The next morning Shota awoke and stood silently at his bedroom door, listening. He slid the paper screen open an inch and waited; there was nobody. He bent down and picked up the tray. On the tray was a warm bowl of okayu rice porridge made with chicken stock, a pot of green tea, a new bottle of antiseptic spray and a selection of sticking plasters. He returned to his room, slid the paper screen door shut and tended his wounds. As he ate his breakfast he logged-on to his computer. He waited for the picture from Mitsuko’s hacked webcam to come up. She was talking on the desk phone and he could see her in profile. She was 22, like him. She was dressed in a dark blazer and white blouse, the uniform of a freshman employee. Her hair and makeup were immaculate. Mitsuko was a beautiful young woman.

That evening Shota climbed back up the fire escape ladder and peeked over the roof ledge; he could see his binoculars and drink can were still there. He cautiously walked to his usual spot and took out his logbook, painfully writing the date. Under the previous day’s airliner entries, he retrospectively noted the appearance of the man: mid-40s, shiny suit, bouffant hair, wide friendly face. He saw his first airliner of the evening. It was a Boeing 737: Japan Airlines; 800 model; probably JL 132 from Osaka. He noted the details in his logbook. He found himself singing the same pop song from the night before. What was it called?

I look up as I walk
Counting the stars with tearful eyes

Shota stopped singing. He sensed the man must be there again. He turned and the man was standing nearby holding up his hands as if to show he meant no harm.
“I just want to talk.” He bowed respectfully.
Shota nodded, his was heart racing. His gut told him to run, but he held his ground.
“I’m Kyu,” said the man. He noticed Shota’s bandaged palms. “What happened to your hands?” he asked.
“When I fell,” replied Shota in a small voice; the first words he’d said to another person in two years.
Kyu considered this for a moment, “you’re alive?”
The question struck Shota as odd, “It’s only a small injury,” he said.
Kyu stared at him intently, marvelling, “no, I mean, well this is very interesting,” he said. “Normally it’s just other spirits who can see me.”
Shota felt a chill run up his body and gooseflesh appeared on his arms, “spirits?” he asked.
Kyu smiled, “yes, sometimes the living can see me, but only at the very end or the very beginning of their lives.” He looked wistful, “newborn babies are my favourite. When they look at you it’s like becoming a father all over again.”
He saw Shota’s confusion. “Oh, I’ve been dead since 1985,” said Kyu gently, “Monday August 12, 1985.”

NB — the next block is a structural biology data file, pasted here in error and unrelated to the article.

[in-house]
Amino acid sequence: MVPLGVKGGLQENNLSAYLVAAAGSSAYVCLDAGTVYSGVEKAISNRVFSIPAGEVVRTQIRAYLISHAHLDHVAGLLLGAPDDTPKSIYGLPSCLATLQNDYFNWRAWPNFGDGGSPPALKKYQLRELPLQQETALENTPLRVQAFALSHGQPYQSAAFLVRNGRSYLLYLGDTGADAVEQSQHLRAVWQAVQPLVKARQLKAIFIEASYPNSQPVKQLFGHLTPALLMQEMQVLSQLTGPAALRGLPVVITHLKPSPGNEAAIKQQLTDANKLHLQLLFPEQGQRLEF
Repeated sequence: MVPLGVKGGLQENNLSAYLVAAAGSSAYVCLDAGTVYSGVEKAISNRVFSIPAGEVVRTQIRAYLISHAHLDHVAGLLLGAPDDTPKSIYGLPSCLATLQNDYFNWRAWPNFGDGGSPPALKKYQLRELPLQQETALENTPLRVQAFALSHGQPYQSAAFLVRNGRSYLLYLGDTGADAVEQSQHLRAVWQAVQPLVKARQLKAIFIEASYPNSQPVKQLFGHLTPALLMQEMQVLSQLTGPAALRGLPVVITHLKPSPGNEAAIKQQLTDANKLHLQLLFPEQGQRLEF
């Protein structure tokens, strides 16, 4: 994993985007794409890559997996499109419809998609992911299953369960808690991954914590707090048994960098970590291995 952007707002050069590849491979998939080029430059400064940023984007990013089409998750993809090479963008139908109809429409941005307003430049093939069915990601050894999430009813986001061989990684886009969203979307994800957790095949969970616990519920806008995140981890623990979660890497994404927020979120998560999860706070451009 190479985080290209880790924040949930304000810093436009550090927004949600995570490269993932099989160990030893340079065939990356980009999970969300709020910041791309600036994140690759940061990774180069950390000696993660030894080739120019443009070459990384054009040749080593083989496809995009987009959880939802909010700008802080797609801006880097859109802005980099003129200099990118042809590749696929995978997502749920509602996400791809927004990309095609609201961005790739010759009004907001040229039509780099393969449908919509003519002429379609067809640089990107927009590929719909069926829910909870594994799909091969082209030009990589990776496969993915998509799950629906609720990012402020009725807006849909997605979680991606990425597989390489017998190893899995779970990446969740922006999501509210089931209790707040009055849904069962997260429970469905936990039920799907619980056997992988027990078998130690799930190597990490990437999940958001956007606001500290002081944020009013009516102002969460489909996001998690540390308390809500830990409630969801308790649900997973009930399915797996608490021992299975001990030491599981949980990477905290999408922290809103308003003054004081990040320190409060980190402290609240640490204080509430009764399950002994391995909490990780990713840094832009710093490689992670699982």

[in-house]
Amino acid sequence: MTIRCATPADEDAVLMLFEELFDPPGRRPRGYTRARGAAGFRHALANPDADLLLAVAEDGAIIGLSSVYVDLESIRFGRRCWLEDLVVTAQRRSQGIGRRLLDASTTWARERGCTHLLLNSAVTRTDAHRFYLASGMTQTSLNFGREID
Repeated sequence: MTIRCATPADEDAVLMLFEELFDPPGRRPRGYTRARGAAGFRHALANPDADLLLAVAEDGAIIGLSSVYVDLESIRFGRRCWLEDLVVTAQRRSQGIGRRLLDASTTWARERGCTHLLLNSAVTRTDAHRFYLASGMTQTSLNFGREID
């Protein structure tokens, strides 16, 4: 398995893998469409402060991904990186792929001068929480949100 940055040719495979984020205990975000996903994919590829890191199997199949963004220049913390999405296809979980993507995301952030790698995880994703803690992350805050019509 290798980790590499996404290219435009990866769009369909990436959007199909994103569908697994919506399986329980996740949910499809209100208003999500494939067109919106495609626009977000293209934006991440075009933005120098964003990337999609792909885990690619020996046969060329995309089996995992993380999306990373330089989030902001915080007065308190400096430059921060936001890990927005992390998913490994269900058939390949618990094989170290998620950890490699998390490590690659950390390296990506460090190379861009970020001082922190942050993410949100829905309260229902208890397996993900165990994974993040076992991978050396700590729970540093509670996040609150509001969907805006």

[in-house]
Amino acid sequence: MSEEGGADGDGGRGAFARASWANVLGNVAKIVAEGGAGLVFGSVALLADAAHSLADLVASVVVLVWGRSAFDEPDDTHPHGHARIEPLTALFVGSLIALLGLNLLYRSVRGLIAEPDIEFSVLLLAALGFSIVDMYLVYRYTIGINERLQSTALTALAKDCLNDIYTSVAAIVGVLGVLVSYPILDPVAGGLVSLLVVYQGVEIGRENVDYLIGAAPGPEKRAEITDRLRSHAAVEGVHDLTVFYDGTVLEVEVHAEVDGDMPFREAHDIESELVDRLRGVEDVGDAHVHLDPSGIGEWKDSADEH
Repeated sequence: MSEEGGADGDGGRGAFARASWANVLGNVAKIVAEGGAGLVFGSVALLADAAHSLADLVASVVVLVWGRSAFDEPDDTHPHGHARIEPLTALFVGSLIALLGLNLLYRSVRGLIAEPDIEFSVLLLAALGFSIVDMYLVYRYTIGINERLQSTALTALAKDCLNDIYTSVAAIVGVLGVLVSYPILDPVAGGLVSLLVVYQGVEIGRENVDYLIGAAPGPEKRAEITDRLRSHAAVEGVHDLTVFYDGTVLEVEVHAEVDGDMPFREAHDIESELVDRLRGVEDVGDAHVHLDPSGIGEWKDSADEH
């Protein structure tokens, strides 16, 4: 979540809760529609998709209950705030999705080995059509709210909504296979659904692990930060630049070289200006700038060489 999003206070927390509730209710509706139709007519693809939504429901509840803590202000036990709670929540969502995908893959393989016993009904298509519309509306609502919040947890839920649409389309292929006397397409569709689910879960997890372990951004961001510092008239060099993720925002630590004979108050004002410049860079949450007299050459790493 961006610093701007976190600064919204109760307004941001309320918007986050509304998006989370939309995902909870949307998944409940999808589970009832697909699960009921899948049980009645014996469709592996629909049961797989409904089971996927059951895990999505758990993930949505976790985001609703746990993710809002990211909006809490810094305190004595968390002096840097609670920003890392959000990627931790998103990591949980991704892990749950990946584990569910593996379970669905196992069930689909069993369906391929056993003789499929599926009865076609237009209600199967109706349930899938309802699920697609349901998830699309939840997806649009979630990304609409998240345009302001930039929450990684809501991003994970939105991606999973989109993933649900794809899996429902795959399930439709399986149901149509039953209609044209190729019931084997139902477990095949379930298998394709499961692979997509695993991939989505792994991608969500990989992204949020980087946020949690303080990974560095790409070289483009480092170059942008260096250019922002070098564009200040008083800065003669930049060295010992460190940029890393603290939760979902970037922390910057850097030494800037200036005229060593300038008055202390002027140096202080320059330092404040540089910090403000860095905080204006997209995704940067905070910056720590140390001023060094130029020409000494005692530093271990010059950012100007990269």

Shota knew the date. “Japan Airlines Flight 123,” he said sombrely, “the anniversary is tomorrow.”
“Yes, that’s it. I like to come back here around this time,” continued Kyu, “but perhaps this will be my last visit. I feel like I’m starting to fade.”

It is the worst single-aircraft crash in history with 520 souls lost. It is also one of the great feats of aviation. Twelve minutes after take-off from Tokyo’s Haneda Airport a failed rivet caused an explosive decompression that ripped off the 747’s tail fin; a rivet, such a small thing. The explosion also destroyed the four hydraulic systems necessary to move the airliner’s controls. According to the textbook, the airliner should have crashed immediately. And yet the crew kept flying for 32 minutes, kept everyone alive for 32 more minutes. It was a feat that could not be subsequently replicated in the flight simulator by crash investigators.

“What do you mean you’re starting to fade?” prompted Shota.
“I’ve been lucky,” reflected Kyu, “I’ve hung around this long because lots of people remembered me.”
“That song! Sukiaki,” exclaimed Shota, “you’re Kyu Sakamoto!”
Kyu smiled, “first Japanese to reach number one on the Billboard Hot 100. Thirteen million copies.”
“Just before I saw you last night and tonight I got the song stuck in my head,” said Shota.
Kyu laughed, “whenever you get a song stuck in your head it’s some mischievous spirit humming the tune in your ear!”
Shota laughed. He realised he hadn’t laughed for a very long time.
“Why are you fading?” Shota asked again.
“I think it’s the change in easy listening radio,” said Kyu ironically.
“Eeh?” asked Shota.
“Well, my song was a hit in 1963. I’m starting to be forgotten.”